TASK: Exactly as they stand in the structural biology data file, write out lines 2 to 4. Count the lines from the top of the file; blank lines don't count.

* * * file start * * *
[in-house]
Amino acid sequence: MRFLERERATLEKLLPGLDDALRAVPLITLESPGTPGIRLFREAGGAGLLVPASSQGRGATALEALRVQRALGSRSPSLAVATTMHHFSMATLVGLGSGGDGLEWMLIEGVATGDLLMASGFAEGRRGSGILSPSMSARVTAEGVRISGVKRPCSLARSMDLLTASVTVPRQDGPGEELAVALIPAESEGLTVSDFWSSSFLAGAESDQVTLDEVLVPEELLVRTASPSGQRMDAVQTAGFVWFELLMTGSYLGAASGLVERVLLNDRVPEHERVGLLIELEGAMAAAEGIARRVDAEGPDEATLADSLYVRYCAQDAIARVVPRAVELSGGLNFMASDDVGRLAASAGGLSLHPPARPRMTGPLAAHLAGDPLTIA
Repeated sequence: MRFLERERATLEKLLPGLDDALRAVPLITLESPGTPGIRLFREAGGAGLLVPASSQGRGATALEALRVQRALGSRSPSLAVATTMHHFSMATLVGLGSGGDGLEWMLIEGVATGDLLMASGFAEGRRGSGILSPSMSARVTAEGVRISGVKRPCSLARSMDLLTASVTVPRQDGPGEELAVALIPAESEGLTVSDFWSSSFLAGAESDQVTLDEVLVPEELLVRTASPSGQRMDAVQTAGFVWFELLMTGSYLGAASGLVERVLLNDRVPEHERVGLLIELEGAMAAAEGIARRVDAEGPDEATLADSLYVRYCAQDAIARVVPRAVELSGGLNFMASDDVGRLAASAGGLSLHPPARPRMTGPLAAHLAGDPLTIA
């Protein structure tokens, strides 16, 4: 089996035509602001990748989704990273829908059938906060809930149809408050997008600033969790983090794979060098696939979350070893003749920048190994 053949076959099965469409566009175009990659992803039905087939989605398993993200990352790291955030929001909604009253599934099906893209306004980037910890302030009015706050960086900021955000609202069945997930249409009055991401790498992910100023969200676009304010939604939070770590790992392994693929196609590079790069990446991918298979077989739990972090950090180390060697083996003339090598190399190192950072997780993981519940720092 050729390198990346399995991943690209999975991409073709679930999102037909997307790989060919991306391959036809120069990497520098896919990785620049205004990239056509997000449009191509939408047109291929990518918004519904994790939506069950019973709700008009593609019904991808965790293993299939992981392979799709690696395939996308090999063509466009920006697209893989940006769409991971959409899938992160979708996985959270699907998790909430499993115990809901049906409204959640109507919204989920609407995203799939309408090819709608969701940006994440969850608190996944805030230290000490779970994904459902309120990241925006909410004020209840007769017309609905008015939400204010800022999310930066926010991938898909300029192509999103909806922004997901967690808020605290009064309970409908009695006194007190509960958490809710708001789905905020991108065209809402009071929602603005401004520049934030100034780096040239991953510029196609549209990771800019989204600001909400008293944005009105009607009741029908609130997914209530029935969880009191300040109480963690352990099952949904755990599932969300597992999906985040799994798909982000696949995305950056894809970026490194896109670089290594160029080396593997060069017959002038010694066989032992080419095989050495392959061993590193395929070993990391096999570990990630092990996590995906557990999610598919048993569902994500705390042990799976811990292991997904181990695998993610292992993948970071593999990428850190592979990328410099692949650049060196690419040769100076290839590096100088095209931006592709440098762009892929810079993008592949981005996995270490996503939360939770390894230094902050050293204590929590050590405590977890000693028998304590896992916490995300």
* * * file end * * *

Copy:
Amino acid sequence: MRFLERERATLEKLLPGLDDALRAVPLITLESPGTPGIRLFREAGGAGLLVPASSQGRGATALEALRVQRALGSRSPSLAVATTMHHFSMATLVGLGSGGDGLEWMLIEGVATGDLLMASGFAEGRRGSGILSPSMSARVTAEGVRISGVKRPCSLARSMDLLTASVTVPRQDGPGEELAVALIPAESEGLTVSDFWSSSFLAGAESDQVTLDEVLVPEELLVRTASPSGQRMDAVQTAGFVWFELLMTGSYLGAASGLVERVLLNDRVPEHERVGLLIELEGAMAAAEGIARRVDAEGPDEATLADSLYVRYCAQDAIARVVPRAVELSGGLNFMASDDVGRLAASAGGLSLHPPARPRMTGPLAAHLAGDPLTIA
Repeated sequence: MRFLERERATLEKLLPGLDDALRAVPLITLESPGTPGIRLFREAGGAGLLVPASSQGRGATALEALRVQRALGSRSPSLAVATTMHHFSMATLVGLGSGGDGLEWMLIEGVATGDLLMASGFAEGRRGSGILSPSMSARVTAEGVRISGVKRPCSLARSMDLLTASVTVPRQDGPGEELAVALIPAESEGLTVSDFWSSSFLAGAESDQVTLDEVLVPEELLVRTASPSGQRMDAVQTAGFVWFELLMTGSYLGAASGLVERVLLNDRVPEHERVGLLIELEGAMAAAEGIARRVDAEGPDEATLADSLYVRYCAQDAIARVVPRAVELSGGLNFMASDDVGRLAASAGGLSLHPPARPRMTGPLAAHLAGDPLTIA
């Protein structure tokens, strides 16, 4: 089996035509602001990748989704990273829908059938906060809930149809408050997008600033969790983090794979060098696939979350070893003749920048190994 053949076959099965469409566009175009990659992803039905087939989605398993993200990352790291955030929001909604009253599934099906893209306004980037910890302030009015706050960086900021955000609202069945997930249409009055991401790498992910100023969200676009304010939604939070770590790992392994693929196609590079790069990446991918298979077989739990972090950090180390060697083996003339090598190399190192950072997780993981519940720092 050729390198990346399995991943690209999975991409073709679930999102037909997307790989060919991306391959036809120069990497520098896919990785620049205004990239056509997000449009191509939408047109291929990518918004519904994790939506069950019973709700008009593609019904991808965790293993299939992981392979799709690696395939996308090999063509466009920006697209893989940006769409991971959409899938992160979708996985959270699907998790909430499993115990809901049906409204959640109507919204989920609407995203799939309408090819709608969701940006994440969850608190996944805030230290000490779970994904459902309120990241925006909410004020209840007769017309609905008015939400204010800022999310930066926010991938898909300029192509999103909806922004997901967690808020605290009064309970409908009695006194007190509960958490809710708001789905905020991108065209809402009071929602603005401004520049934030100034780096040239991953510029196609549209990771800019989204600001909400008293944005009105009607009741029908609130997914209530029935969880009191300040109480963690352990099952949904755990599932969300597992999906985040799994798909982000696949995305950056894809970026490194896109670089290594160029080396593997060069017959002038010694066989032992080419095989050495392959061993590193395929070993990391096999570990990630092990996590995906557990999610598919048993569902994500705390042990799976811990292991997904181990695998993610292992993948970071593999990428850190592979990328410099692949650049060196690419040769100076290839590096100088095209931006592709440098762009892929810079993008592949981005996995270490996503939360939770390894230094902050050293204590929590050590405590977890000693028998304590896992916490995300």